Slow induction motor

I have an old Clarke motor (1/5 HP, 0.15 KW, 240 v, 1.8 A, 1400 rpm, type 5DB, single phase according to the rating plate,) that only runs at
400 rpm whether loaded or unloaded. I am looking for suggestions for why it is slow, and how I can rectify the fault.
My inspection of the motor reveals that: [1] It has no brushes so I guess it is an induction motor. [2] It has a 8 microFarad external capacitor which suggests it is a run capacitor not a start capacitor from what I have gleaned from the internet. [3] The bearings are not binding or rough, and the spindle is free to turn. [4] A cheap multimeter test of the disconnected capacitor gives a gradually increasing resistance up to 20 ohms. [5] A cheap multimeter test of the windings from the capacitor terminals reads 58 ohms.
Any clues folks?
--
Clifford Coggin
Kent
England
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On 11/03/2018 12:35, Clifford Coggin wrote:

I would take a look and see if there is a centrifugal switch that is stuck on. Richard
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On 11/03/18 12:41, Richard wrote:

That's the first thing I looked for, but there is no centrifugal switch.
--
Clifford Coggin
Kent
England
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On 11/03/18 12:35, Clifford Coggin wrote:

Possibly a permanent split capacitor motor and those, as well as shaded pole motors, can be speed controlled to a degree by varying the voltage so maybe the motor is somehow getting supplied a reduced voltage.
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On 11/03/18 13:03, David Billington wrote:

If that is the case the motor is junk and I need a new one.
--
Clifford Coggin
Kent
England
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On 11/03/18 16:47, Clifford Coggin wrote:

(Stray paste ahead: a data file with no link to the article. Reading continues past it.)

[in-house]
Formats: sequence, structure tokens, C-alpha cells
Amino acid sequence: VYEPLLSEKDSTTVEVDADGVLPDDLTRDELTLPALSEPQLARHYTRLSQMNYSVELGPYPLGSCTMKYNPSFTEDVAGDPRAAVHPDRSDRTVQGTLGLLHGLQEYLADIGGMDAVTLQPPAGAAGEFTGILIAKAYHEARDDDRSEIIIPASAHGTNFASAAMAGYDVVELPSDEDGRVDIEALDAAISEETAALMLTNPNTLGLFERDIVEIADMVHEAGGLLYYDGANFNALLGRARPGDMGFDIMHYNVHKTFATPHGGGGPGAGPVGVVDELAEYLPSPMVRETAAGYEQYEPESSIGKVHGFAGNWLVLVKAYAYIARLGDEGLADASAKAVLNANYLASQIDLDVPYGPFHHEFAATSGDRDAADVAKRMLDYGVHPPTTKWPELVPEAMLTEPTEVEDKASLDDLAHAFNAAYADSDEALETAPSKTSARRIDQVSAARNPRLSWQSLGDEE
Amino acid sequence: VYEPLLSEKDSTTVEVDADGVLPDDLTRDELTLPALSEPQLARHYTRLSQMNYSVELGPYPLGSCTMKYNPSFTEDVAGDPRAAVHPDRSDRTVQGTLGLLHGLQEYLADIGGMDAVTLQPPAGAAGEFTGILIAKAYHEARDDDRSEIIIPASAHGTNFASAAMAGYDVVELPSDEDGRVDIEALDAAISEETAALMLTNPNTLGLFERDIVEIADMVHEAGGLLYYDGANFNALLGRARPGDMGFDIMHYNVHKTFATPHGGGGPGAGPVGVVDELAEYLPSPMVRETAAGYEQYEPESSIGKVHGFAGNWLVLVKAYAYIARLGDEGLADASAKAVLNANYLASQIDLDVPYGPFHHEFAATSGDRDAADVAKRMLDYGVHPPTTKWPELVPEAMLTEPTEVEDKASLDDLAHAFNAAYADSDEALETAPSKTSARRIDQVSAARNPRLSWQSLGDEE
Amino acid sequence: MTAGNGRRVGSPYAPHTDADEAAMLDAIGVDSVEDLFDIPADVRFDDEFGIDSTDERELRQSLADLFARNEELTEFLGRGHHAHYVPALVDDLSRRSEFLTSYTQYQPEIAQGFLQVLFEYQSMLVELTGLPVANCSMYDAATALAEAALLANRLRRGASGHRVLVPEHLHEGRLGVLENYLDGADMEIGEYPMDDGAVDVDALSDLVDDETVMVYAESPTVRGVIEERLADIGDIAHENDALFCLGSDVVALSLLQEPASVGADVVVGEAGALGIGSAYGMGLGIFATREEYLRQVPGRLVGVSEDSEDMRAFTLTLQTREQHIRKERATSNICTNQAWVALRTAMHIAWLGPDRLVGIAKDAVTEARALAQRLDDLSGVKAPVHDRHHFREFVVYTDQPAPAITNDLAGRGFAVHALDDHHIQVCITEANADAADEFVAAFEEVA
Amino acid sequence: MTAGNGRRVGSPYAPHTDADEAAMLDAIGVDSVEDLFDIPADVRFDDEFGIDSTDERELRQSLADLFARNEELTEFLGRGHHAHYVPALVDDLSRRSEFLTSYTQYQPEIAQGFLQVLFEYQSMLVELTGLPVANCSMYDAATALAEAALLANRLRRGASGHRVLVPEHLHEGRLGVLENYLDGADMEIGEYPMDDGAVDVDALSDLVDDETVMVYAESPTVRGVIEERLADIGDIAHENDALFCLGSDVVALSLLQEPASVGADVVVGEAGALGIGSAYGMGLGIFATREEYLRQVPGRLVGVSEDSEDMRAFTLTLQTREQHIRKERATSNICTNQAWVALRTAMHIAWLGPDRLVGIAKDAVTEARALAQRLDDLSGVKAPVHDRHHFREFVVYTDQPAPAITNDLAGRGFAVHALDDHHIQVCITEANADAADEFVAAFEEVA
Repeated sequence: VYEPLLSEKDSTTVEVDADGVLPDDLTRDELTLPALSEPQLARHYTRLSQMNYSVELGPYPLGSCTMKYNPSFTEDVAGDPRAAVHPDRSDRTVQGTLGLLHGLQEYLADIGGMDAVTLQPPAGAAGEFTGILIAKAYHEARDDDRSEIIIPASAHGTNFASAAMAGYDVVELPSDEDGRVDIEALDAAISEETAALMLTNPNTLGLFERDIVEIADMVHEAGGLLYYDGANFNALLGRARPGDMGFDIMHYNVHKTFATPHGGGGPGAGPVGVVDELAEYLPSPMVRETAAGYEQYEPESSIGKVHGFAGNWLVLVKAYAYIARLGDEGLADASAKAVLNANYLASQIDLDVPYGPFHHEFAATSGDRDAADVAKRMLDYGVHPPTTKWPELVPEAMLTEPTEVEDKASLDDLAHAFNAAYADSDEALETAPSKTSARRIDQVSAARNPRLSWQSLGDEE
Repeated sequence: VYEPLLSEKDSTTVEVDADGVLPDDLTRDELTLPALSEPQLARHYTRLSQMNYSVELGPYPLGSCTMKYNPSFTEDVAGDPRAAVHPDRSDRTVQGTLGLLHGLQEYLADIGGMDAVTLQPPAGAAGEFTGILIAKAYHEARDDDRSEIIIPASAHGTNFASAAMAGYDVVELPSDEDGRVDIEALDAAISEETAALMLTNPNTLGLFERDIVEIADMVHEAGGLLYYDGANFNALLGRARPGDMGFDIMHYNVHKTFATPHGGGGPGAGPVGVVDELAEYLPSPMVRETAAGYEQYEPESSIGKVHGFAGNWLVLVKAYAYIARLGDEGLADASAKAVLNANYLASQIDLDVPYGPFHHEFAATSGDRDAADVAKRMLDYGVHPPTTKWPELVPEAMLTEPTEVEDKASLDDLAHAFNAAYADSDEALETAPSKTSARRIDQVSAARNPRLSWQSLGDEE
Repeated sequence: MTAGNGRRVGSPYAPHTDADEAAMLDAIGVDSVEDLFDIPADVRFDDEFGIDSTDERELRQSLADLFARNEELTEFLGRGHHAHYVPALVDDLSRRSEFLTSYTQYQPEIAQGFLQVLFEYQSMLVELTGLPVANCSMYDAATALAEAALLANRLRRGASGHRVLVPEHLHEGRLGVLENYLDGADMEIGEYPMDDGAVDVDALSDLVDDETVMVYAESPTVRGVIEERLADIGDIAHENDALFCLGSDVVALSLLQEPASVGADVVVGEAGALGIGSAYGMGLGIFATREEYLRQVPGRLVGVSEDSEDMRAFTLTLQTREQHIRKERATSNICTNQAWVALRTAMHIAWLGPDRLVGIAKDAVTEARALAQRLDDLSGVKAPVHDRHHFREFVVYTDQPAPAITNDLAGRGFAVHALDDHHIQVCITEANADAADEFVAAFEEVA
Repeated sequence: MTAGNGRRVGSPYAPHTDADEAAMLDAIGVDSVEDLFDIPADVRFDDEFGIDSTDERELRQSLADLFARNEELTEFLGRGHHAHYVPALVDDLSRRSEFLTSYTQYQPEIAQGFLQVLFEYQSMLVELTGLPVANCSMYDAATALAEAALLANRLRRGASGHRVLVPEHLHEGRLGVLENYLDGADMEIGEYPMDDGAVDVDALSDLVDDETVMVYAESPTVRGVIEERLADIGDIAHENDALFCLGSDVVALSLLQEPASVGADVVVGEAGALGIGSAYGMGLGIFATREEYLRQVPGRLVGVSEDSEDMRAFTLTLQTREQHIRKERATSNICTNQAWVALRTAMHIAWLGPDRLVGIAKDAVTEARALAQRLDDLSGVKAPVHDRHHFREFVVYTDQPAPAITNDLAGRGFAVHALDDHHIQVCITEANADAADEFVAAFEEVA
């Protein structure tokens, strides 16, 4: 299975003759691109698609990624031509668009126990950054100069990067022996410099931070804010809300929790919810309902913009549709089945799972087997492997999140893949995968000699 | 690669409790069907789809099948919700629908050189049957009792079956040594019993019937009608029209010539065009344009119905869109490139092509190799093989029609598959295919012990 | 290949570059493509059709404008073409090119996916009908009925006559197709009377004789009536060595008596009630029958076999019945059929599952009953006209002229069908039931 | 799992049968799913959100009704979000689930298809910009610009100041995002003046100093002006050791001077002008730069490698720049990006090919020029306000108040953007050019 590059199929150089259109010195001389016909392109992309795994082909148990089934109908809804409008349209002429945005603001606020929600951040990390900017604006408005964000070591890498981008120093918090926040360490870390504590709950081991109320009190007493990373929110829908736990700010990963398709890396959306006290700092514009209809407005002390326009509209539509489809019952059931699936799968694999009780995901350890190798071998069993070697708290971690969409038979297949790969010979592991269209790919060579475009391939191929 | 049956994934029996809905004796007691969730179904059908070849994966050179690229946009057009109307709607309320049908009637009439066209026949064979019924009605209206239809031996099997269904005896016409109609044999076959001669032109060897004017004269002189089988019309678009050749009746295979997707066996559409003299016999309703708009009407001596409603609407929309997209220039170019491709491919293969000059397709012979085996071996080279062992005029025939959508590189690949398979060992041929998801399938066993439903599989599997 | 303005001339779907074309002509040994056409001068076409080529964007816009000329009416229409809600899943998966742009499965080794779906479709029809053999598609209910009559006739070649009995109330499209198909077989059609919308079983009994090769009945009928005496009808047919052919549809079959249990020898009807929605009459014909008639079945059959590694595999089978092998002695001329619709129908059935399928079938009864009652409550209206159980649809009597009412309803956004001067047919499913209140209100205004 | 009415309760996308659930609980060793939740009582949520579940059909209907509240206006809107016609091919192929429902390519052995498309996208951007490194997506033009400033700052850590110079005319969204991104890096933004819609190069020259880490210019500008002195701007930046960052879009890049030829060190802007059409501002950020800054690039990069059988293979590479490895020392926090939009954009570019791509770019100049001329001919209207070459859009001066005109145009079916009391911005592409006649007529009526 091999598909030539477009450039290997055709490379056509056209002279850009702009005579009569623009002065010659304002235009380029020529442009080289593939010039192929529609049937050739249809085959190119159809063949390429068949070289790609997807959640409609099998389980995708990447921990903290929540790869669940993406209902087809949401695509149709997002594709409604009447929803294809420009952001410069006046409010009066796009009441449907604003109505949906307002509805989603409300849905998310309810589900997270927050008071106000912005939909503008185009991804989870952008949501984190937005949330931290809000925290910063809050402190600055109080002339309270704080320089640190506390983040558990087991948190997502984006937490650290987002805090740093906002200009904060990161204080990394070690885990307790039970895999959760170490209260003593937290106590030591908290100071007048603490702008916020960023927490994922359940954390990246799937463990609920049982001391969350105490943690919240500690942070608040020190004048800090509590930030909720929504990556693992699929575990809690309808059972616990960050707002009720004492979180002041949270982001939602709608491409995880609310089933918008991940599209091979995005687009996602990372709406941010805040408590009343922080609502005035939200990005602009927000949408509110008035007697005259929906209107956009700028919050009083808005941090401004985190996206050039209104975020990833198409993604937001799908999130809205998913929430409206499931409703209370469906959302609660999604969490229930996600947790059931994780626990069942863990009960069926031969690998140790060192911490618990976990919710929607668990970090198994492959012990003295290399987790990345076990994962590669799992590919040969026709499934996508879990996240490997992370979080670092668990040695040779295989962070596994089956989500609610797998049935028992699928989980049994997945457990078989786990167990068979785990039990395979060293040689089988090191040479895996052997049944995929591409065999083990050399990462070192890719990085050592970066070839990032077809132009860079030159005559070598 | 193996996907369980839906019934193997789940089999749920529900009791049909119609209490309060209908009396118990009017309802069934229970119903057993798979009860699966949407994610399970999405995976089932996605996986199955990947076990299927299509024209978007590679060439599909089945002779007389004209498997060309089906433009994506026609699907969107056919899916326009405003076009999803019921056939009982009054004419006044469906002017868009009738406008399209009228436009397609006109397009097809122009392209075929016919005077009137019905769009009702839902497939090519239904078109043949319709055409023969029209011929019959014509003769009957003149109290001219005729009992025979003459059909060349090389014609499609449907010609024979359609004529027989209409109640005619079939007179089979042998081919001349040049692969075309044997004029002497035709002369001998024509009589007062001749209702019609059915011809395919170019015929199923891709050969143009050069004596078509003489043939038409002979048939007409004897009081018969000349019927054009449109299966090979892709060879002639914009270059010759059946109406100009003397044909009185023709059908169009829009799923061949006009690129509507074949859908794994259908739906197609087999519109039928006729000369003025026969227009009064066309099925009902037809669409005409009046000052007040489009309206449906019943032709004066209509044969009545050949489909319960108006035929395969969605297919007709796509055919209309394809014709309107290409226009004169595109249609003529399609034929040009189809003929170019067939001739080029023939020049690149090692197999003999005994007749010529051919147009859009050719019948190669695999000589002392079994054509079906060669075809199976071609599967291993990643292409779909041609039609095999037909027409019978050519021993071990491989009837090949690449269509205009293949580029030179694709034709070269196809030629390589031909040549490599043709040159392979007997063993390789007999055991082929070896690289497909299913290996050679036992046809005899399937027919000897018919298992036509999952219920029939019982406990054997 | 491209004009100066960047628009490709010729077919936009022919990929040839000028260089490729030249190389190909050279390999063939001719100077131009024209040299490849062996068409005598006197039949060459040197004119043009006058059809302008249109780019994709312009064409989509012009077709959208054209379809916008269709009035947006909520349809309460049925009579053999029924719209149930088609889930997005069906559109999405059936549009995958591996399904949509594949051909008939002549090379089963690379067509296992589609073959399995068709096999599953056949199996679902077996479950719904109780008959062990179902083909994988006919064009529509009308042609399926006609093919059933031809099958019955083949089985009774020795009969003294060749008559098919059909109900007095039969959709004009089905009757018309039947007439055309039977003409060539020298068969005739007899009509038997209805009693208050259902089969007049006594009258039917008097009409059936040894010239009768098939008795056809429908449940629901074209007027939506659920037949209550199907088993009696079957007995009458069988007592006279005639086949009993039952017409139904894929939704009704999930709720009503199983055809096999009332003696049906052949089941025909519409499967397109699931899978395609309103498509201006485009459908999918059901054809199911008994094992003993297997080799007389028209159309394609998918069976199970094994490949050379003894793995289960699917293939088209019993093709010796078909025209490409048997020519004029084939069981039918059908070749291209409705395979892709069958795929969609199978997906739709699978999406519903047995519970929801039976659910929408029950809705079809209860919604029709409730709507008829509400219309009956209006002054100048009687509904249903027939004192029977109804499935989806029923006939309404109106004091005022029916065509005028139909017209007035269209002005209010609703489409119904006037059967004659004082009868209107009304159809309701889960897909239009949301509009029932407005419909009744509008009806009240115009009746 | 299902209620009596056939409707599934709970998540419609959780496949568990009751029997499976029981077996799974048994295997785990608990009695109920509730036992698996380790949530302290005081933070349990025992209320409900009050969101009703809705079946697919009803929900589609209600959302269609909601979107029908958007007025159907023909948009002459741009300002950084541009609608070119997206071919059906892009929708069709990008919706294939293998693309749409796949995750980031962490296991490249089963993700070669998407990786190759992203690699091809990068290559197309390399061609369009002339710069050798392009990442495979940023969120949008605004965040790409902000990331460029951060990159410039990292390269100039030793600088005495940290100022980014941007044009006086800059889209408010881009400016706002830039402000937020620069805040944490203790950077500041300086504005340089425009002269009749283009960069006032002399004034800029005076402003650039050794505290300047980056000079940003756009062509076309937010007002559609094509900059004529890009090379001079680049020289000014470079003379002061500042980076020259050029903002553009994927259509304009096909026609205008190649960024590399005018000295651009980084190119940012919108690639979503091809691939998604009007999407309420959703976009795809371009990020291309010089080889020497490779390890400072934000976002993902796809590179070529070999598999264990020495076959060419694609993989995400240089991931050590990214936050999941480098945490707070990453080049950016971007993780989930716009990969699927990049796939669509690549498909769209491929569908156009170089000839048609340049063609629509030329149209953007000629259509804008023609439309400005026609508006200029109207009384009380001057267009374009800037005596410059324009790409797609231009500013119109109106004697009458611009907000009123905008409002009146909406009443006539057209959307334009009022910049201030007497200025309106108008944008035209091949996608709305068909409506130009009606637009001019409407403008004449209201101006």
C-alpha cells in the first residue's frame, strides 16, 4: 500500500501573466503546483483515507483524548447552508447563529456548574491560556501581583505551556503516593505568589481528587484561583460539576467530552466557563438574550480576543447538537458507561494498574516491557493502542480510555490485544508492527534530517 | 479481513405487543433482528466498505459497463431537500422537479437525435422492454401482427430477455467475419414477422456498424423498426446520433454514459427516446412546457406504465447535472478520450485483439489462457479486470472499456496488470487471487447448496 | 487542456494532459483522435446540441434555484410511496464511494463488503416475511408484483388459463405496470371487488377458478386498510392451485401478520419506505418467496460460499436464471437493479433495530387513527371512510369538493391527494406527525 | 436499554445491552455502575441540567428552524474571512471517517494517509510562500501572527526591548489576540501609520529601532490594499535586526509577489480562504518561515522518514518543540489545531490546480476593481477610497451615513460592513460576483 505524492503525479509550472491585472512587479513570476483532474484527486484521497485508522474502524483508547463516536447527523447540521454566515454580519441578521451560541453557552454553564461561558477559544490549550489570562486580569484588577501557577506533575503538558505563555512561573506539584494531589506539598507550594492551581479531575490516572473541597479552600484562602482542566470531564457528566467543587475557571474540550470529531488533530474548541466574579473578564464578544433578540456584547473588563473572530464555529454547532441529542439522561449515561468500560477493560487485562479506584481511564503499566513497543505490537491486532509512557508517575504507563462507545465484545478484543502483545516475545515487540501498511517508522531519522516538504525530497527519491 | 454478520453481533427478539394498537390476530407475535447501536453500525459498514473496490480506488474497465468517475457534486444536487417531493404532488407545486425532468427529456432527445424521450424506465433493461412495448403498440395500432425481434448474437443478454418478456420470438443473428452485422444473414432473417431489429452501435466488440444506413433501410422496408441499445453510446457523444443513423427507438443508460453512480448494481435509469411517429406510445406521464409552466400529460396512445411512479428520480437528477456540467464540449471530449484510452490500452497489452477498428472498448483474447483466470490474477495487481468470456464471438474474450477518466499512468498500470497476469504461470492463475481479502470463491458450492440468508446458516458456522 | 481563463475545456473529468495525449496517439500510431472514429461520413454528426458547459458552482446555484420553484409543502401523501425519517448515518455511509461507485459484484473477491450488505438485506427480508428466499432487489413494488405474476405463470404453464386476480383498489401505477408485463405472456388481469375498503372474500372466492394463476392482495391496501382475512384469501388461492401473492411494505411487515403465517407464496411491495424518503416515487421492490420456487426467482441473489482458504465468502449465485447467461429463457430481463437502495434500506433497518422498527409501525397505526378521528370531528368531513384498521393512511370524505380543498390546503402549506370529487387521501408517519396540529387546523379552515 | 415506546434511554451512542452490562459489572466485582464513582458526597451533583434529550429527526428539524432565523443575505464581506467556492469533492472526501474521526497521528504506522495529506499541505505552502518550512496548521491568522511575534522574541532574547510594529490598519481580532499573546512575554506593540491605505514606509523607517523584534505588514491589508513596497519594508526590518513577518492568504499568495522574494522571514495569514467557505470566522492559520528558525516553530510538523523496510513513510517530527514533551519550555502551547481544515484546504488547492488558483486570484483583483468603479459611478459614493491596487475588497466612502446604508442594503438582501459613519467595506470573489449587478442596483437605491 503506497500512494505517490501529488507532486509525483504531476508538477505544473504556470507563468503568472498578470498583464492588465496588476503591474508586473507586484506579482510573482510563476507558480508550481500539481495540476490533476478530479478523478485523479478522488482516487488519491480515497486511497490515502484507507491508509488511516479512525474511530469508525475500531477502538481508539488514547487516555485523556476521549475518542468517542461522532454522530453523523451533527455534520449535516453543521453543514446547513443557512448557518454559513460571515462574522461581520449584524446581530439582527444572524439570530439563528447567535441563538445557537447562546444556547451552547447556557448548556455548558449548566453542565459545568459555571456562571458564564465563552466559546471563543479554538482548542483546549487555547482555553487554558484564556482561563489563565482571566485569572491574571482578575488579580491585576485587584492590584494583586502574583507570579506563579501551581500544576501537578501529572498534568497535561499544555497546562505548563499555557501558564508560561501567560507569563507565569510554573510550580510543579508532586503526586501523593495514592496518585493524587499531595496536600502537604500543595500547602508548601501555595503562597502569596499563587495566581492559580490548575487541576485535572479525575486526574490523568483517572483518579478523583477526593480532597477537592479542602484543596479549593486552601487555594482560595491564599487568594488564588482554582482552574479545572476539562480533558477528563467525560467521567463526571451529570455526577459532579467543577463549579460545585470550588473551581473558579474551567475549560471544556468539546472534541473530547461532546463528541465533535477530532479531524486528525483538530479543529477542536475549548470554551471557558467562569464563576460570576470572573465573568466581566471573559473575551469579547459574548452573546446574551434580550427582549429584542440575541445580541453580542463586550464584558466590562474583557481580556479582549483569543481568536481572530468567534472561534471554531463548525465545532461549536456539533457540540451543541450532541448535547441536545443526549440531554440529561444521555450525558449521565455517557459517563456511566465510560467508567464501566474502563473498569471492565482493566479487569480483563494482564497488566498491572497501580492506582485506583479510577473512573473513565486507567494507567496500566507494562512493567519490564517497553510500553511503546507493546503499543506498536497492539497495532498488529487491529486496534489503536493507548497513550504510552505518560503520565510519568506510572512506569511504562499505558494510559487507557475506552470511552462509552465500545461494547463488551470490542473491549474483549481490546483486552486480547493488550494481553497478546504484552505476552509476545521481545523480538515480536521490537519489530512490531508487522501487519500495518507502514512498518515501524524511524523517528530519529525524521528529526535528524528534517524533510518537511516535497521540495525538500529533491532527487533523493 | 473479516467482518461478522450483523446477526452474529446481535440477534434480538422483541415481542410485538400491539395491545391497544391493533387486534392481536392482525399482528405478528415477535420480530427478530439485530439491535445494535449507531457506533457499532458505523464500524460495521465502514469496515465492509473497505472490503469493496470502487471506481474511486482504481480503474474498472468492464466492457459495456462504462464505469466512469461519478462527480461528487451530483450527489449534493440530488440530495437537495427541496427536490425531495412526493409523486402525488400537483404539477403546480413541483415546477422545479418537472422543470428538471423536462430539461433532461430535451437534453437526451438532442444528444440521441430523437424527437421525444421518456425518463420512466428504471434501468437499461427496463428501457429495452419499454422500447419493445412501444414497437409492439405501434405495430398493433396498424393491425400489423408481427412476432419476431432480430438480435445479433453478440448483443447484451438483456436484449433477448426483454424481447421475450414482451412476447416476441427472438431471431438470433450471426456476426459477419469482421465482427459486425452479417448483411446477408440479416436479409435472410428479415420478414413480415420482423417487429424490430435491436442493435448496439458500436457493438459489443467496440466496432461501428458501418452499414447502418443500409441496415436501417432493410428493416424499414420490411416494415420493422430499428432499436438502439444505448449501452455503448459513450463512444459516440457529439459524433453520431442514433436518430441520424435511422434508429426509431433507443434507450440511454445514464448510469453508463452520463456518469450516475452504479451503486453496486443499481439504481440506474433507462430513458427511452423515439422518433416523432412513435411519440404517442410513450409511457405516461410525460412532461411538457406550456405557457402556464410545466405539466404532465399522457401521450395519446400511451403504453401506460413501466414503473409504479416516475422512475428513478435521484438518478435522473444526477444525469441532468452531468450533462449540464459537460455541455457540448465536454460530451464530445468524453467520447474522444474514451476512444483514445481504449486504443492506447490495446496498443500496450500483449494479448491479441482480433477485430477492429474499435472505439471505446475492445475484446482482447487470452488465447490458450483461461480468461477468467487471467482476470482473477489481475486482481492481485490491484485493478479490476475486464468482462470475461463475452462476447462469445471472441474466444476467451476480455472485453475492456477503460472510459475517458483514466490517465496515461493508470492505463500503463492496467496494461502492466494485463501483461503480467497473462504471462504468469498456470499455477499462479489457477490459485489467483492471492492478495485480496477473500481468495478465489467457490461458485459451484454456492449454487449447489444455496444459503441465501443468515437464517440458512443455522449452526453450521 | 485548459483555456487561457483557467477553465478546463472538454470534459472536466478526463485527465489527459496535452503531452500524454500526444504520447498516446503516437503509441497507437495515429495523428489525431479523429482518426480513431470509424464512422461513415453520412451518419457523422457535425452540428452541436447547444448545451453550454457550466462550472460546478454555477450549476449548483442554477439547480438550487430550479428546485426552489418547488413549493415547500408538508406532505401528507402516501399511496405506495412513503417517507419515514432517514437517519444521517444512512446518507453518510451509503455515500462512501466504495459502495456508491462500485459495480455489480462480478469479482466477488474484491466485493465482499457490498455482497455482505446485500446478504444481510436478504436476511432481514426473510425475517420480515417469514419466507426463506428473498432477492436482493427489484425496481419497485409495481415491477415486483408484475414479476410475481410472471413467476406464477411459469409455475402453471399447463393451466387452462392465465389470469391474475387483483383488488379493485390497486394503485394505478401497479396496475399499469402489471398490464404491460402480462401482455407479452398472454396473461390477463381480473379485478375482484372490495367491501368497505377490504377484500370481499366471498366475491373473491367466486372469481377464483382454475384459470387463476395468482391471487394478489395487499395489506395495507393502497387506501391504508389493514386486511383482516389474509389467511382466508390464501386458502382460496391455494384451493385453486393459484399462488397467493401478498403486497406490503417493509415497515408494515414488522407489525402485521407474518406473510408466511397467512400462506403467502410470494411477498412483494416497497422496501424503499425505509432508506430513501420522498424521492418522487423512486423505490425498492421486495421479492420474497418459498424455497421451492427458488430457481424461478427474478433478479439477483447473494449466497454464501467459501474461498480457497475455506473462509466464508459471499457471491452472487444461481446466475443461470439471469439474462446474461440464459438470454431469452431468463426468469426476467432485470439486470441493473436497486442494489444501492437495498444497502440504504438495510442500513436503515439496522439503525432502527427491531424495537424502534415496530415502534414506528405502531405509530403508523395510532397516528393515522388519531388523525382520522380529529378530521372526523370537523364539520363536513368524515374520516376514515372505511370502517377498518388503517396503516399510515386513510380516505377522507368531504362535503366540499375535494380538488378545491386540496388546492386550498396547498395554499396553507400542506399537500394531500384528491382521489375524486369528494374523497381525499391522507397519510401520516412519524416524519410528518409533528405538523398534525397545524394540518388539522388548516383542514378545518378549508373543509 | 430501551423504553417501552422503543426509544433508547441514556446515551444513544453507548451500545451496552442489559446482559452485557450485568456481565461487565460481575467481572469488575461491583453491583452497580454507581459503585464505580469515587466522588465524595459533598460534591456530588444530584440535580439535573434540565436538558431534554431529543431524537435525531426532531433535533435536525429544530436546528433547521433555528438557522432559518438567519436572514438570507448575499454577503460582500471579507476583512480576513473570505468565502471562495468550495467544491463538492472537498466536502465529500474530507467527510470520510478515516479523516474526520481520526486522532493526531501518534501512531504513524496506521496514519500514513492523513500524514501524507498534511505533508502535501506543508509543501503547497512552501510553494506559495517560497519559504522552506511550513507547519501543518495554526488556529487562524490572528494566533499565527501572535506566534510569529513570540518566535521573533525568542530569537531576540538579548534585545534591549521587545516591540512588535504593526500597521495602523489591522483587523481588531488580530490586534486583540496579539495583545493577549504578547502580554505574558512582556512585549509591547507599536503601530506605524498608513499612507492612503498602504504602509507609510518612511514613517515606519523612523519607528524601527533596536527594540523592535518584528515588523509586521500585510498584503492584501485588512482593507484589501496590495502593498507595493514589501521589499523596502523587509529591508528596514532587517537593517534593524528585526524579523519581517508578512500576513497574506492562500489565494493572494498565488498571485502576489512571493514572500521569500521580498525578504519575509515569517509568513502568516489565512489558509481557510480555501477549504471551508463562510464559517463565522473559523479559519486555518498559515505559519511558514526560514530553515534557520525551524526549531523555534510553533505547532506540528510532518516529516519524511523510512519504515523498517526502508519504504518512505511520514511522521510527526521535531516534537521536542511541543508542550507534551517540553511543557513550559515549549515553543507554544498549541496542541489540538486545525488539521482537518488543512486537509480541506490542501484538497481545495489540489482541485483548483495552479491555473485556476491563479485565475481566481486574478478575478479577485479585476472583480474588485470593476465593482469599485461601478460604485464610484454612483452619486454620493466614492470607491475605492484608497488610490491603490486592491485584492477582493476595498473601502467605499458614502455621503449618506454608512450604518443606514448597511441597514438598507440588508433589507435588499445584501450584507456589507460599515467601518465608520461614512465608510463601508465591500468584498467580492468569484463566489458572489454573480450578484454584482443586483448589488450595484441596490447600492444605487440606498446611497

I was just wondering if you had checked the supply voltage at the motor terminals. It used to be that Machinemart sold single phase motors were all PSC motors so not a good start-up torque but good for some applications.
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"Clifford Coggin" wrote in message

Assuming DC tests your multimeter should show a resistance reading approaching infinity asymptotically. 20 ohms is a long way short of infinity !!!!
Andrew
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On 11/03/18 15:29, Andrew Mawson wrote:

It may have gone to a higher reading if I had continued the test, but I stopped after 10 seconds or so because the increase was so gradual. Are you suggesting a faulty capacitor or a useless meter?
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Clifford Coggin
Kent
England
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"Clifford Coggin" wrote in message

Either is a possibility - your meter is easily tested against a known resistance. What resistance range was it switched to.
Andrew
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On 11/03/18 17:03, Andrew Mawson wrote:

I am not an electrician and don't have any known resistances. The meter is auto ranging so I can't answer your second question.
I shall order a new capacitor in the hope that it will solve the problem. If it doesn't, the motor is destined for the bin as I don't intend to spend any more time on the job.
Thanks for your help Andrew.
--
Cliff

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